Meet our next FREDA Girl, web designer and co-founder of The Joshua Treehouse & The Casita, Sara Combs. We were first introduced to Sara through a mutual friend and former #FREDAGirl Aleksandra Zee and were immediately taken by her warm demeanor. By day, Sara along with her husband run a full-service web and design studio and by night, run two picture perfect rental properties, with another property in the works. Sara is a beautiful, badass, creative woman who embodies the essence of what inspires us – daring, self-expressive, confident and casual ease in her day-to-day life.
We caught up with Sara at her new property, The Hacienda, to talk shop and find out how she stays inspired. Read on…
Tell us about your creative path and what brings you here today?
My path has been varied, but every passion I have is guided by a love of creating experiences. I use many different mediums to do so; at the moment my favorite mediums are interior design, web design, and illustration. I love thinking about how a space or a piece of art can influence someone’s emotions and actions. I truly believe that our surroundings have a huge impact on how we live our lives, whether those surroundings are three dimensional or digital.
The Joshua Tree House looks like a magical spot. How did you decide on the property and what inspired the design? Any more properties on the horizon?
Thank you! After a cross country road trip exploring many National Parks along the way, my husband and I fell in love with Joshua Tree. Somehow it was different from all the rest, and we couldn’t get it out of our minds. During the rest of our travels, we were searching real estate listings non-stop. Hundreds of listings in, one Craigslist ad for a house for sale stood out. It was a 1949 hacienda with so much charm, and we instantly fell in love. Somehow we knew we wanted to buy it from a few tiny photos on Craigslist before we ever set foot inside.
The design of the space was completely inspired by both the home and Joshua Tree itself. We wanted it to be a place to slow down, so everything we put in the house was with that goal in mind. Anything that was invented to speed life up was removed… this is a place to watch your coffee drip as the sun rises.
After the House, we loved the process of designing an experience in the desert so much that we designed and renovated a second property called the Casita. We are currently working on our third space, the Hacienda (this is the house we are living in).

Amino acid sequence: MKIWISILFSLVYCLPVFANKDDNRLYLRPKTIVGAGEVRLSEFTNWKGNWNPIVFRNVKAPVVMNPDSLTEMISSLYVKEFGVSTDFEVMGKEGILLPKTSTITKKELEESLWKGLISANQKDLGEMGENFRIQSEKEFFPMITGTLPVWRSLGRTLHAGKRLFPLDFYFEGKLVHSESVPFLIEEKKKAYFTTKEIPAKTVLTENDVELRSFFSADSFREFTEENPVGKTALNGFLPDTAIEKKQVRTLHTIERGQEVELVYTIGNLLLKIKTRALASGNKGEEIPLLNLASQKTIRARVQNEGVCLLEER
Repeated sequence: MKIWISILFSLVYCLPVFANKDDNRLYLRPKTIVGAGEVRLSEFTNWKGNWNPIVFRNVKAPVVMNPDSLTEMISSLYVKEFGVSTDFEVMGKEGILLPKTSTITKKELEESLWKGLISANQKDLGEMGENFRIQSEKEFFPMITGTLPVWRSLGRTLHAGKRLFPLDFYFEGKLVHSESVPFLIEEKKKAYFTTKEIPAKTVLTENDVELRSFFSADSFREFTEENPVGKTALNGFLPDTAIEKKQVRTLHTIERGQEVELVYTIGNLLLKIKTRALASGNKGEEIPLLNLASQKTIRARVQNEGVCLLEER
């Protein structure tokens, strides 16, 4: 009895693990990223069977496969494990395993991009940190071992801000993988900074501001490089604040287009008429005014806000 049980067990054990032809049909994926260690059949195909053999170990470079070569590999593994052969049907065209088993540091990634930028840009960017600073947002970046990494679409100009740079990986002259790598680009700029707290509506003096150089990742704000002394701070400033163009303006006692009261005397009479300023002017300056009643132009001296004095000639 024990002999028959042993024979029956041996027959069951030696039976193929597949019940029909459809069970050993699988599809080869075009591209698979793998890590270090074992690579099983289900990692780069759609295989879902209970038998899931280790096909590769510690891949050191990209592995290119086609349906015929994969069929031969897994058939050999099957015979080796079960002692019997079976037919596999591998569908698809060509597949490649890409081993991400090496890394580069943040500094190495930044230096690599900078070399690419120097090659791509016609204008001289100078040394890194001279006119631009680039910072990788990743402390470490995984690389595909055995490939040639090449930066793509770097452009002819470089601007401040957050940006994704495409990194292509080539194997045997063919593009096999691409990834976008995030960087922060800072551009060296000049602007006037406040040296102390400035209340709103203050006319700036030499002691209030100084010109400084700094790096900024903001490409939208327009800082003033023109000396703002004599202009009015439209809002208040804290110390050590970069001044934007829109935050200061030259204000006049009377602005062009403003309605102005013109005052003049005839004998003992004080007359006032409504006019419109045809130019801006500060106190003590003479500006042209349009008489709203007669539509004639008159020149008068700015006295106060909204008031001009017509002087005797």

How have the places you have lived and worked influenced your design and aesthetic? Has it changed from place to place?
We have definitely been inspired by each of the places we’ve lived in and traveled. Main inspirations include our time living in San Francisco and Brooklyn, our time traveling in Southeast Asia, and of course now our time living in Joshua Tree.
The energy of each place influences our spaces completely. Here in Joshua Tree, we’ve been highly influenced by the decay. Though the dry climate keeps most things in tact, the harsh sun, wind, and other elements allow you to see materials evolve. We feel that over time, many natural materials become more interesting and beautiful. We try to bring that element of age as beauty into our own designs.
You work with your husband at Design Comb. What is the most challenging part of working together? Most rewarding?
Yes! DesignComb is our design studio and blog. Right now we’re working from home, so it can feel like a bit of a cycle at times… we wake up and almost immediately begin work. It can be difficult as our personal lives and work lives are both so interconnected. On the other hand we love creating together, and wouldn’t have it any other way.
Tell us about your personal style. What is important to you? Do you have a daily uniform?
Since moving to the desert, my style has definitely simplified and become more relaxed. As the temps are rising, my uniform includes lots of linen, t-shirts, slip on shoes, and a good hat.
Start now. All of the best things that have happened in my life so far were from just starting… even if I didn’t quite know what I was beginning. I’ve found all of my inspiration through process and motion; road trips, painting for the heck of it, renovating a house with no real plan. Those moments have simultaneously been the scariest and most rewarding I’ve yet to experience.